PicsOS and the group photo revolution

A Kiwi photography start-up is trying to raise $1.5m to get off the ground. Its plan: to take group photos individually. Can it carve a spot in a market that’s worth billions?

We’ve all been there, and we all dread them.

Group photos.

Wouldn’t it be great if we were able to take group photos if we weren’t actually, well, in a group?

Surprise: a Kiwi company is doing just that. Humanity, rejoice!

PicsOS is an Auckland-based outfit that is able to put together group pictures by taking individual photos of each person to be included in the “group” shot. The individual photos are then added together digitally, and the resulting product is so convincing that it’s not possible to tell they were taken one-by-one.

The company was one of several featured at the ICE Angels 2015 showcase in Auckland on September 24, where co-founder and CEO Jon Doherty outlined plans for expansion and why PicsOS could change the way group photography is done in New Zealand.

Image: PIcsOS CEO, Jon Doherty 

And there are big goals: by 2019, PicsOS hopes to have annual revenue in the $13 million range.

To get itself on track for making such a large amount of money, PicsOS is seeking $1.5 million on a $3 million pre-money valuation. So far, $350,000 has been raised.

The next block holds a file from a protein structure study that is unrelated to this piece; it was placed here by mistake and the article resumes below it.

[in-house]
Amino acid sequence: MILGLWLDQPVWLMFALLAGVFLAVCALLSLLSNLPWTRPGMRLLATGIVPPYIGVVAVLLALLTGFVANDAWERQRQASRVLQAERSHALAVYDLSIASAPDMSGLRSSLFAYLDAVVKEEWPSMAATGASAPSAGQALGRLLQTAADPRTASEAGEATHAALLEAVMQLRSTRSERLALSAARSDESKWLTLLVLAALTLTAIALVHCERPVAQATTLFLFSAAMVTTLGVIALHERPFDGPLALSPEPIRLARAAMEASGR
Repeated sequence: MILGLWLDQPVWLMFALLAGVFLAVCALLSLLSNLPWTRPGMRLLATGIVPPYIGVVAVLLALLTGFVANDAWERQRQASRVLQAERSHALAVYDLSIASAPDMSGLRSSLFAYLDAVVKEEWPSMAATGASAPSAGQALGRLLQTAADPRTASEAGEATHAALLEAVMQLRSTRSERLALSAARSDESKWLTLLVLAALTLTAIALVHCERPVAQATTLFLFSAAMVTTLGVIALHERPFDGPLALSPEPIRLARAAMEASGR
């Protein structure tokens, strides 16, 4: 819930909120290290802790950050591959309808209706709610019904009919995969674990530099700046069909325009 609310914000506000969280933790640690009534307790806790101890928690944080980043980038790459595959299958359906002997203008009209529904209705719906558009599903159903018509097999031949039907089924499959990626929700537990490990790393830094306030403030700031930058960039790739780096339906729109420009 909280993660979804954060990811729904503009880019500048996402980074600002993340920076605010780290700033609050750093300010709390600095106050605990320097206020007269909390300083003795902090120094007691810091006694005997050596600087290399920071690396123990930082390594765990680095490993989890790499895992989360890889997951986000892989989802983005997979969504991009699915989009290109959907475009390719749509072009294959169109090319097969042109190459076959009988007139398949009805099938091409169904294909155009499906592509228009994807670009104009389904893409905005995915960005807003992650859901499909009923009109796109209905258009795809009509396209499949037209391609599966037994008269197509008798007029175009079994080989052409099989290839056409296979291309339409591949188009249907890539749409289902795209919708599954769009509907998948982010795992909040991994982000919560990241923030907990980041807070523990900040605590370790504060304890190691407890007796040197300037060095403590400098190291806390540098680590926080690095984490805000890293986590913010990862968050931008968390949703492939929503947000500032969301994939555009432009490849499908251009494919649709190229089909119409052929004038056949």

So yeah, it still has a ways to go.

The numbers they’re shooting for may seem large, but large resources have already been poured into the venture. Under the PhotoWonder NZ brand, a two-year proof of concept worth $1 million was undertaken. About 20,000 individuals across Auckland were photographed, including 1,000 groups and about 120 schools/clubs.

Those are respectable figures, sure. And there’s a big pile of money for PicsOS to dig into. Group photography is worth US$6 billion each year, so it’s not just a big pile of money, but a gigantic mountain of cash.

At ICE Angels, the CEO Doherty explained the company was expected to break even in September 2017 under its current business model. In 30 months, he said, PicsOS hoped to have 8,000 subscribers in about 30 months.

It would also be great, he said, if the company were eventually bought out by one of the big photography players like Kodak, Panasonic or Getty.

It may be an incredibly lofty goal for a start-up in such a short time, but let’s not kid ourselves and just admit the truth: we’d all be excited if we no longer had to stand for seemingly hours for group photos we were never going to buy anyway.